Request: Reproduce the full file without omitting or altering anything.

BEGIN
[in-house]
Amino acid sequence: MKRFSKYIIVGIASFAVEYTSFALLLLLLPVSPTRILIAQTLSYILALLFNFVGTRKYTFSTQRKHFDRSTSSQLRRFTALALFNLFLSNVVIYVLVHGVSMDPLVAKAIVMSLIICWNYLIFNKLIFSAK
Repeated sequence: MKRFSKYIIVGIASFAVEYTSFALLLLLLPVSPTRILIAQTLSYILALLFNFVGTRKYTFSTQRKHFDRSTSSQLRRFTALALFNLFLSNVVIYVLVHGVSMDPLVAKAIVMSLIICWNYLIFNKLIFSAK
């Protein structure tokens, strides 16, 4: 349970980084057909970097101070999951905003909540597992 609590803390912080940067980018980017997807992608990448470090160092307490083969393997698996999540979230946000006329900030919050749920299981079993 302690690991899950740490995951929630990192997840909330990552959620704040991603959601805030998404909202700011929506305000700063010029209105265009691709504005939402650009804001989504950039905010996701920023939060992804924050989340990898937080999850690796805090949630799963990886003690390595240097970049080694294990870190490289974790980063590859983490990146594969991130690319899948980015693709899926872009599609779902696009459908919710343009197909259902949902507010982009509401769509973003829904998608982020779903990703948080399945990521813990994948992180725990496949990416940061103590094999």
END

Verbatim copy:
[in-house]
Amino acid sequence: MKRFSKYIIVGIASFAVEYTSFALLLLLLPVSPTRILIAQTLSYILALLFNFVGTRKYTFSTQRKHFDRSTSSQLRRFTALALFNLFLSNVVIYVLVHGVSMDPLVAKAIVMSLIICWNYLIFNKLIFSAK
Repeated sequence: MKRFSKYIIVGIASFAVEYTSFALLLLLLPVSPTRILIAQTLSYILALLFNFVGTRKYTFSTQRKHFDRSTSSQLRRFTALALFNLFLSNVVIYVLVHGVSMDPLVAKAIVMSLIICWNYLIFNKLIFSAK
């Protein structure tokens, strides 16, 4: 349970980084057909970097101070999951905003909540597992 609590803390912080940067980018980017997807992608990448470090160092307490083969393997698996999540979230946000006329900030919050749920299981079993 302690690991899950740490995951929630990192997840909330990552959620704040991603959601805030998404909202700011929506305000700063010029209105265009691709504005939402650009804001989504950039905010996701920023939060992804924050989340990898937080999850690796805090949630799963990886003690390595240097970049080694294990870190490289974790980063590859983490990146594969991130690319899948980015693709899926872009599609779902696009459908919710343009197909259902949902507010982009509401769509973003829904998608982020779903990703948080399945990521813990994948992180725990496949990416940061103590094999």